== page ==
First things first. Before you go out collecting just any old mushroom you find, go foraging with a knowledgable guide or mushroom club BEFORE you cook up the first thing you lay your eyes on. Only a handful of wild mushrooms are edible while thousands are poisonous! Thankfully, edible mushrooms often have unique characteristics that make them stand out from the poisonous ones so once you get the hang of where to look and what to look for, things will become easier. Do NOT, I repeat, get too big for your breeches after you begin to feel confident. Even the best hunters will walk away if they are learey. Mushrooms can kill or if your lucky, leave you with a nasty bout in the bathroom for several hours.
On that cheerful note, I'll continue on with our mushroom lesson of the day.
Exhibit A: Below image is a chicken of the woods mushroom:
For those of you unfamiliar with chicken of the woods (CWs), they are an edible mushroom often found growing wild on dying ash and oaks. (At least for those of us in the northern midwest United States). CWs can take on many different looks and may be found in clusters of CWs or growing entirely by itself. Below are a few images to show the variations.
CWs are often spotted, thanks to their intense, highway workers alongside the road during summer road construction, florescent orange and yellow flesh, They are a shelf type mushroom meaning they stack on top of one another when growing as shown in the photo above. The bottom of the mushroom is generally bright yellow and comprised of tiny pores rather than gills. CWs can be very small if you find them in their infancy stage and well over a foot and a half when at their most mature.
Do know, if you find them at their mature stage do not eat them if they look like they are decaying. Lots of bugs and maggots are not a good sign, along with mushy flesh. CWs should be firm, bright and look alive and radiant, not resembling the woren out sponge behind the compost bucket, beneath your sink.
As for texture and flavor, true to its name it often does taste like chicken. CWs are easily prepared in a similar manner and are great grilled or sauteed it in a covered pan over low heat with just some salt on the stovetop. Sauteed in butter works as well but they tend to absorb a lot of liquid. Adding a little oil along with stock to keep the mushroom hydrated allows it to absorb flavor as apposed to gobs of oil.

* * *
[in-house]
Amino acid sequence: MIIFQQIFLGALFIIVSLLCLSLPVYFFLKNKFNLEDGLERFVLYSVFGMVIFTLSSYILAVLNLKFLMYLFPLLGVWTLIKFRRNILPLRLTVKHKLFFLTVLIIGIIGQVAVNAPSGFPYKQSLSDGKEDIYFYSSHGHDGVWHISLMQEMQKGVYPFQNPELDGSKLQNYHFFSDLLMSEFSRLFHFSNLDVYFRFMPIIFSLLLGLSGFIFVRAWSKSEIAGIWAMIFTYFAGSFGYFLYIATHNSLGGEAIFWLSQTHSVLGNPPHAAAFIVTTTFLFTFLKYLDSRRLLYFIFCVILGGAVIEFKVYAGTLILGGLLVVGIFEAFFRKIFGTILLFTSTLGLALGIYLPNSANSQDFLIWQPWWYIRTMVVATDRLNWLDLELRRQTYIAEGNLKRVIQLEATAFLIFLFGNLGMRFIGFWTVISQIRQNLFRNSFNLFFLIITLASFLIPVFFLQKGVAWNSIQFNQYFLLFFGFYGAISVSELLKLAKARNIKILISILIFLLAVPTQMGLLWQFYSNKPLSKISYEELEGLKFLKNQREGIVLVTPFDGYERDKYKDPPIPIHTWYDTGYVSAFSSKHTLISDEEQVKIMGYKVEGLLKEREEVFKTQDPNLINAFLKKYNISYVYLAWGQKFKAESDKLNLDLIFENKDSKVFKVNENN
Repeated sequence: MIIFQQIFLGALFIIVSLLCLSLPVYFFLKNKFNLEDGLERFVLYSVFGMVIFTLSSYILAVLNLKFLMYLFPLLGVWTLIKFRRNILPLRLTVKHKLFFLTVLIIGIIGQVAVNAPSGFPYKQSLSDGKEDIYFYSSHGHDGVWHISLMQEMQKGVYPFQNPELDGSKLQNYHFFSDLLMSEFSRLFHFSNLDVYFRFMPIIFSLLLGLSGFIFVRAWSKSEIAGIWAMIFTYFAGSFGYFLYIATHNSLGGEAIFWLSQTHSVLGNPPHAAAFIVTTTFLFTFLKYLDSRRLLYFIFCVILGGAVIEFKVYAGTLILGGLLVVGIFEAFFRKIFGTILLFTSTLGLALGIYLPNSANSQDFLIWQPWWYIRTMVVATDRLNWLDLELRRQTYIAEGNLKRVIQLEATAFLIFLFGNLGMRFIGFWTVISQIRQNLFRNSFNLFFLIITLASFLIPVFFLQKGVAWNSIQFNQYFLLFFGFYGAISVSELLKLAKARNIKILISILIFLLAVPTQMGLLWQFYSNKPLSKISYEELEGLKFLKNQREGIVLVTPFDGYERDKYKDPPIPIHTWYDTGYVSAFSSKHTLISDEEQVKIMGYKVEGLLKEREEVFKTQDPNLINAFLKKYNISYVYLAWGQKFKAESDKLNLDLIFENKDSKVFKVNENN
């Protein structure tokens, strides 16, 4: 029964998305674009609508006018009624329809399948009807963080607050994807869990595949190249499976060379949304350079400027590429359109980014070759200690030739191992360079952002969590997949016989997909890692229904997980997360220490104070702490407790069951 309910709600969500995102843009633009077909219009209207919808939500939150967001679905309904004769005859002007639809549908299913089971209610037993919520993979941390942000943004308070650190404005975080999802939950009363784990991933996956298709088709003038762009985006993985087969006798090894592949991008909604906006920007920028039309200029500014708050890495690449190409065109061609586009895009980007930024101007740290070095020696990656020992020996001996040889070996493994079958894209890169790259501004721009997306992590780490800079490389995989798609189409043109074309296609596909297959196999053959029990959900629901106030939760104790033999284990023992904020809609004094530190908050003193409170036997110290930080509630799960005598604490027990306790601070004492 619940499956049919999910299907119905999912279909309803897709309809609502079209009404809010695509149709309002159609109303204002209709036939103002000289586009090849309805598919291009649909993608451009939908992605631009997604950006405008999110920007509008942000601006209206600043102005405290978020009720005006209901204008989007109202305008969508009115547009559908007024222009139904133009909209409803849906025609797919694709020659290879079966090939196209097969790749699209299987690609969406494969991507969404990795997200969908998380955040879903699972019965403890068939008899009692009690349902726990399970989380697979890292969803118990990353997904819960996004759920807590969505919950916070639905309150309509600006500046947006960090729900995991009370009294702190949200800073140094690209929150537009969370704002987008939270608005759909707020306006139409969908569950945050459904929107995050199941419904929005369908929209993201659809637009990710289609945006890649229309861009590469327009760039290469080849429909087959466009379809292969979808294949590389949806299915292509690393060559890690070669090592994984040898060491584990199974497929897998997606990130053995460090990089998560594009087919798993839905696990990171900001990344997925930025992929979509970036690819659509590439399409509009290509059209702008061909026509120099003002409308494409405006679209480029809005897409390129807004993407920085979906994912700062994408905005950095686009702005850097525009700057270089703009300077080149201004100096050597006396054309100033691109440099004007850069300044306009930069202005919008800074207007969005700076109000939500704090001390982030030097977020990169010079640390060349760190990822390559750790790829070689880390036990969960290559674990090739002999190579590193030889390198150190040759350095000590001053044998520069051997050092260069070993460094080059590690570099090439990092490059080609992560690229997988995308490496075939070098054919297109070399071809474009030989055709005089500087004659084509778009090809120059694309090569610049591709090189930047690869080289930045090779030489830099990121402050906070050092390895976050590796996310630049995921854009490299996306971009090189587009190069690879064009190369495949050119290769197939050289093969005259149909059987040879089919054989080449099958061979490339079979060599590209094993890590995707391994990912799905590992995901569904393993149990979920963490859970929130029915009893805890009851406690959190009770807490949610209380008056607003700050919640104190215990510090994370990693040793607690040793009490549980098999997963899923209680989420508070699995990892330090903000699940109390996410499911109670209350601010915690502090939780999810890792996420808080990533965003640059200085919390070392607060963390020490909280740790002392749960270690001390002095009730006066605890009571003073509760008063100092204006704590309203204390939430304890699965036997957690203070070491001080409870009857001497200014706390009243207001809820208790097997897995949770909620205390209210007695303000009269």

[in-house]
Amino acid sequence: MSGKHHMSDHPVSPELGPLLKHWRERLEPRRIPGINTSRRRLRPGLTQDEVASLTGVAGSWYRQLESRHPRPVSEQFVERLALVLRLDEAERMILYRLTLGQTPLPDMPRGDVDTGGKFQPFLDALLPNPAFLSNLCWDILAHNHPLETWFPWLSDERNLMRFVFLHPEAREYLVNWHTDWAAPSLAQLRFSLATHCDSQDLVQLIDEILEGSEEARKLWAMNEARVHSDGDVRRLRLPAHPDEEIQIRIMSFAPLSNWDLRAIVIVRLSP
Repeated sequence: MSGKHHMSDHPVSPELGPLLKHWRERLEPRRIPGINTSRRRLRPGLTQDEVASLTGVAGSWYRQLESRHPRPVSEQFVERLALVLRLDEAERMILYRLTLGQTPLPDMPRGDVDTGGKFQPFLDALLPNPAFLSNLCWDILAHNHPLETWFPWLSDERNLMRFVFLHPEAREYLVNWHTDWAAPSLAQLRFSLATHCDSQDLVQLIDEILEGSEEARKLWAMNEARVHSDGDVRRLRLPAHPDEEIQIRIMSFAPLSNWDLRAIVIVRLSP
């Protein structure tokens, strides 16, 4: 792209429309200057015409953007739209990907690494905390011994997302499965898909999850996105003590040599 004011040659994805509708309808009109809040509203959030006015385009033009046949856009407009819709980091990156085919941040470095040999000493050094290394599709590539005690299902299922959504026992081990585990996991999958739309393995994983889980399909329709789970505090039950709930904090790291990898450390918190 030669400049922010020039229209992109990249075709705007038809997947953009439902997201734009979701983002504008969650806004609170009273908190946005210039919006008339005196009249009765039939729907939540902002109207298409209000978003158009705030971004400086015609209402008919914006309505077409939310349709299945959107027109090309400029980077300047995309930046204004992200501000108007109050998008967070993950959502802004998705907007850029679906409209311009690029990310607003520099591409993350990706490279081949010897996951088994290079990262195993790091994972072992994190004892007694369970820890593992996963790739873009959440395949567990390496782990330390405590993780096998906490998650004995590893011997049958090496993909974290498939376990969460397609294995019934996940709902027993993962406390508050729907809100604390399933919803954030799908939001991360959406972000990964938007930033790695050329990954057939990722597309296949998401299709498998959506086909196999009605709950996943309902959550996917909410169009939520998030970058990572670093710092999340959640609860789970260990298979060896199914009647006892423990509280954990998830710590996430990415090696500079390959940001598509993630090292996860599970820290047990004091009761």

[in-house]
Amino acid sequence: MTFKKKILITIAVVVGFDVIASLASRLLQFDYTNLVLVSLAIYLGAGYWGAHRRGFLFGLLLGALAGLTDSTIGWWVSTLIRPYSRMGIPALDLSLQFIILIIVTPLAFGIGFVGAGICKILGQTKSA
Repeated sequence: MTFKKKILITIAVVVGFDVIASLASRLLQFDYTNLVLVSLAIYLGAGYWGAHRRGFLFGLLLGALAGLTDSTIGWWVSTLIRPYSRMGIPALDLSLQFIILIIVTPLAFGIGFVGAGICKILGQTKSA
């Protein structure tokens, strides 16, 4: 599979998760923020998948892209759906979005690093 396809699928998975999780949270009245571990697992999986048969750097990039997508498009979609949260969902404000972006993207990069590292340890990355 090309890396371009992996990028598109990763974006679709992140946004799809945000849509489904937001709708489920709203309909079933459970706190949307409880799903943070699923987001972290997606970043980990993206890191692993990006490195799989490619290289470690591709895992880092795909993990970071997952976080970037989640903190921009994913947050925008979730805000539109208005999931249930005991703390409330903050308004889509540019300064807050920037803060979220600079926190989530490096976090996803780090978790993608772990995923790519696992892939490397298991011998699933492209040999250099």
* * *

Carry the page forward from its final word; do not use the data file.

The inspiration for todays post came from a smoked apple butter recipe I found in Paul Virant's Preservation Kitchen. I happened to be visiting my family back in my hometown where my lovely mother has a smoker, and I thought, why the heck can't I smoke a mushroom! (In the smoker of course!)
So after finding about 4 pounds of CW while foraging, I headed back to home base, sliced the CW into strips and fired up the smoker. The mushrooms smoked for about 2 hours after which I simmered them in a small amount of oil and stock till cooked through. After the little stewing action, I threw in some sweet and tangy sauce, heated them through and began feasting!
The result...a delicious meaty tasting free-of-meat alternative. Mind you it has been 5 years since departing from my vegan ways, but boy if I had this for my meat substitute back in the day, seitan, tofu and tempeh would all be taking a hike. Even more exciting...it's freely foraged!!!!
If you want more info on this delightful wild food google its scientific name Laetiporus sulphureus. And again, for heaven's sake forage safely!!!
Smoked Chicken of the Woods in Sweet & Tangy Sauce
Note: No smoker...just use liquid smoke!
For Smoking the Chicken of the Woods:
chicken of the woods mushroom
For the Sweet & Tangy Sauce:
1 tsp. oil
1/2 c. or more if necessary broth (chicken, mushroom, beef, you choose)
2 T. maple syrup
1 T. apricot jam
1 T. blackstrap molasses
1/4 c. coconut aminos OR tamari
1 tsp. fish sauce OR vegan worcestershire sauce
1 tsp garlic powder
1 tsp onion powder
1/2 tsp crushed mustard seed
crack of black pepper
1/2 tsp liquid smoke if no smoker
Smoking the Chicken of the Woods:
Slice mushrooms into 1" thick strips and smoke according to your smoker's manufacture's instructions. I used a cold smoke for about 2 hours at OR just add liquid smoke to the sweet & tangy sauce.
For the Sweet & Tangy Sauce:
SImmer the chicken in the woods over medium high heat with the oil and broth until the mushrooms are tender and just a scant amount of broth remains.
Combine the remaining ingredients for the sauce in a separate bowl.
Reduce the heat to medium low and add enough of the ingredients you set aside to coat the mushroom.
Simmer for approximately 5 minutes.
Remove from heat, let sit for 10 minutes and either refrigerate for adding some "meat" to a meal or munch the there, right on the spot!